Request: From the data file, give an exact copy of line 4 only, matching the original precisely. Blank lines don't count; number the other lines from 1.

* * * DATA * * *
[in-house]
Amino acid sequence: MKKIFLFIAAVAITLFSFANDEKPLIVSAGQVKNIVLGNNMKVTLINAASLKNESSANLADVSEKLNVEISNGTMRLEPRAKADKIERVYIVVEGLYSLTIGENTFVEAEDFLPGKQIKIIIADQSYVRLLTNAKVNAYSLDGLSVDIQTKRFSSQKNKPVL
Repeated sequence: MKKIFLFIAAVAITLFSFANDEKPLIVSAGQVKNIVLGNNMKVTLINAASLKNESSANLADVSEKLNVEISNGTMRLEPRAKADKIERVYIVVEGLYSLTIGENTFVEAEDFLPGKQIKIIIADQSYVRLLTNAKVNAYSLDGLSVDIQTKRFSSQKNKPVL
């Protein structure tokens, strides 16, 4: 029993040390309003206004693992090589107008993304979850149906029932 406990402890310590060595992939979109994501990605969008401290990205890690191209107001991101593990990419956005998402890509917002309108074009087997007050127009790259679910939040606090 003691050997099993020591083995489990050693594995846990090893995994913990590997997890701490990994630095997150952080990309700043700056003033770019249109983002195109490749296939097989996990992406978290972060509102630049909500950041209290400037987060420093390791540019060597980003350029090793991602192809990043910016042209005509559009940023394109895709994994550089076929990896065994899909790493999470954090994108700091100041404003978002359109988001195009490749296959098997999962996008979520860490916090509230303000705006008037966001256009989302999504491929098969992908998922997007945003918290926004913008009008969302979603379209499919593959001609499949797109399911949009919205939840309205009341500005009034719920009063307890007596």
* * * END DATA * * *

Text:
């Protein structure tokens, strides 16, 4: 029993040390309003206004693992090589107008993304979850149906029932 406990402890310590060595992939979109994501990605969008401290990205890690191209107001991101593990990419956005998402890509917002309108074009087997007050127009790259679910939040606090 003691050997099993020591083995489990050693594995846990090893995994913990590997997890701490990994630095997150952080990309700043700056003033770019249109983002195109490749296939097989996990992406978290972060509102630049909500950041209290400037987060420093390791540019060597980003350029090793991602192809990043910016042209005509559009940023394109895709994994550089076929990896065994899909790493999470954090994108700091100041404003978002359109988001195009490749296959098997999962996008979520860490916090509230303000705006008037966001256009989302999504491929098969992908998922997007945003918290926004913008009008969302979603379209499919593959001609499949797109399911949009919205939840309205009341500005009034719920009063307890007596």